What do Yucatan (Mexico), Michoacan (Mexico), Karur (India), and Jan Kempdorp (South Africa) have in common? These are all places with successful stories of implementing Anaerobic Digestion (AD) for wastewater treatment. But what is AD? What are the benefits?
AD systems are installed for many different purposes, such as a waste treatment step, a means to reduce odours, a source of additional revenues, or a way to improve public image. The AD treats water and waste, reducing adverse environmental impacts. Through AD, two main by-products can be obtained: biogas—that can be used as a fuel, and sludge—that can be used as a soil amender for improve crops. These AD “by-products” are important in the context of mitigating the impacts of climate change, where environmental co-benefits come from efficient use of “by-products”. For instance, livestock enteric fermentation, livestock waste management, rice cultivation, and agricultural waste burning are all sources of methane emissions, representing between 7 and 10 percent of global methane emissions. AD not only treats water through an environmentally sustainable approach, but also contributes to produce high rates of methane for recovery and further utilization.
AD is being implemented all over the world, but cutting edge research and technologies are improving the currently expensive AD infrastructures, while maximizing the treatment and minimizing the production of biogas—hence making new AD technologies with higher economic returns.
- In Karur, India, for instance, a large-scale beef-producing farm installed an AD facility to avoid GHG emissions (help control pollution from 1,800 cows) and generate carbon credits for the company and local community.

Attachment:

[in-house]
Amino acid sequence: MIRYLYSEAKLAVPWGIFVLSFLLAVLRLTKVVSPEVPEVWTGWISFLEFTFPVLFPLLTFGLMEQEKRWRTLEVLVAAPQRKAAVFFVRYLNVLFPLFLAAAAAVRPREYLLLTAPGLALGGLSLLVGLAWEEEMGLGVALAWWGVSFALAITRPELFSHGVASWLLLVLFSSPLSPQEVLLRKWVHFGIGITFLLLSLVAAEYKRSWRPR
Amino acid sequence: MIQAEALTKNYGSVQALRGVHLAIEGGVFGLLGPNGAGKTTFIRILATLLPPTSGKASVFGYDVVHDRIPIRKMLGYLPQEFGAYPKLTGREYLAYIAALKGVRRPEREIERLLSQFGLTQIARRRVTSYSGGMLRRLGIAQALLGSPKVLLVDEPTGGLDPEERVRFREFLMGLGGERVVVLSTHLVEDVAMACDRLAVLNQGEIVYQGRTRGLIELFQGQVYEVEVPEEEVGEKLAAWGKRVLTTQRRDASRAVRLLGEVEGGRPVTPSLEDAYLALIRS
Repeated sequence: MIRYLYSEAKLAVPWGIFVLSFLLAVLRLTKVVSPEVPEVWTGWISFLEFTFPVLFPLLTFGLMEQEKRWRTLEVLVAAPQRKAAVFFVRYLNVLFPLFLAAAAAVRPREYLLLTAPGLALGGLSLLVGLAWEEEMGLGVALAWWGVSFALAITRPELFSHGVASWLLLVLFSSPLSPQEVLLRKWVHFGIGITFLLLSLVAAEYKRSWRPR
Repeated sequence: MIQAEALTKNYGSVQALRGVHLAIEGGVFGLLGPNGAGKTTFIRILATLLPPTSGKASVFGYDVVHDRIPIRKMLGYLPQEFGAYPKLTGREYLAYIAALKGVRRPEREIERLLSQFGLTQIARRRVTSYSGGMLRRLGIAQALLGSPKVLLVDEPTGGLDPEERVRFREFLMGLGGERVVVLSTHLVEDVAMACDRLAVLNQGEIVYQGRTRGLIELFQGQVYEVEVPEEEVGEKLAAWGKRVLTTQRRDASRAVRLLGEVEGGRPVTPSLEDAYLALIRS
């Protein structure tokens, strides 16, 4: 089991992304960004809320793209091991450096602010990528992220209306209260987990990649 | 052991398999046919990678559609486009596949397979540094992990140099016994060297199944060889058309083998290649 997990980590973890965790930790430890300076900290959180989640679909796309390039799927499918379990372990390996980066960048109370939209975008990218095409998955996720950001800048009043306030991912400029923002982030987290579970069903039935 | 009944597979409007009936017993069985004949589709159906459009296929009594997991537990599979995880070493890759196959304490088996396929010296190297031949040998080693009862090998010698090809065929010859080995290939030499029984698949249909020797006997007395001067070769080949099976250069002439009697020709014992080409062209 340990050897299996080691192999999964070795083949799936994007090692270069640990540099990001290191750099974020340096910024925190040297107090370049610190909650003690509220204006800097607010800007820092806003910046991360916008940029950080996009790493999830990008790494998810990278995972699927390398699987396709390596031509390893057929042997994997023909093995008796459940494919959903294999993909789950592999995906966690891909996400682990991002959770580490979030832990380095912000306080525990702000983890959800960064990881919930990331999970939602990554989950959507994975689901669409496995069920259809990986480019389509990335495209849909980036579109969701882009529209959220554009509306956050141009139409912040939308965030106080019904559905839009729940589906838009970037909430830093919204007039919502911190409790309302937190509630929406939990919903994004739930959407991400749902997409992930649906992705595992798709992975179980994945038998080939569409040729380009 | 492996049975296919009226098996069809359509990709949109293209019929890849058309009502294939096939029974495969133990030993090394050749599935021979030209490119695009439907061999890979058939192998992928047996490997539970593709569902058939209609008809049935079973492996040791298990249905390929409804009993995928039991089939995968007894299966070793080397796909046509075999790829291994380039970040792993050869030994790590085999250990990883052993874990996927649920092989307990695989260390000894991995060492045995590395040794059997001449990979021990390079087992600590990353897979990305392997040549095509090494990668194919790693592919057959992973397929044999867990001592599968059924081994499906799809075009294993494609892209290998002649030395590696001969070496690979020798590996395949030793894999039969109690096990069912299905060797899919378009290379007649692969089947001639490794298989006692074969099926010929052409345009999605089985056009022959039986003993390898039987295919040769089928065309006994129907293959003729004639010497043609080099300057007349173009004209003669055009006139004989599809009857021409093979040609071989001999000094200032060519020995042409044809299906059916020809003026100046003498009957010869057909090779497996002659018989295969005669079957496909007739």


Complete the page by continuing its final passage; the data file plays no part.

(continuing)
- In South Africa, the Jan Kempdorp Abbatoir site uses an AD system to address cattle and bovine wastes to reduce GHG emissions, improve the elimination of animal by-products, reduce power grid demand by producing onsite energy, and create jobs.
- In Yucatan, Mexico, a novel approach merges water treatment and methane reduction, while promoting reforestation. This initiative installed 13 wastewater management systems for 44 swine farms. The systems were equipped with anaerobic digesters, solid separators, forest plantation areas, and a storage lagoon. The systems utilize the effluent as a source of water and nutrients for the forest plantations. Additionally, these systems capture and produce biogas energy, which is used to supply electricity to all the farms.
- The facility located in Michoacan, Mexico, operated by NOPALIMEX is the first AD plant in the world which uses cactus waste as a biomass source for biogas production. They use the biogas as a fuel for the local`s vehicles, who enjoy the benefits of a cheaper and environmentally friendly fuel.
(manures, gardening, kitchen, or human faeces) to be treated by small-networks of anaerobic digesters. These tendencies are focusing on scaling up these solutions and educating the rural population about the importance of renewable energy and the benefits of collecting and taking advantage of the by-products released through AD processes.
AD costs are much lower compared to that of other technologies. Depending on the country, the cost of the materials to build an anaerobic digester can be from USD $35-100. In larger markets, some companies in low income countries have developed a wide range of supplementary items that use AD by-products, such as lamps, stoves, and power-generating plants. However, their price, despite being lower, represents an extra investment that the people in rural areas may not be able to afford. On social media some people have shown skilled and creative ways to build items for by-products and (re)use with recyclable materials that can help to reduce AD’s unit costs, while providing the best usage to the biogas.
The simplicity of usage of the AD and the warm weather in Latin America are key factors that can change life in rural communities. The biogas production and waste treatment is better when the temperatures are high and would allow to get a fuel for cooking or boiling water, produce energy, and, at the same time, treat wastes, obtaining an odourless slurry, rich in nutrients, which can be used for irrigating crops or gardens.
Nevertheless, the large increase of AD installations and capacity is largely driven by regulatory and policy incentives. Development organizations and practitioners must work closely with governments to design, promote, and implement these types of technologies.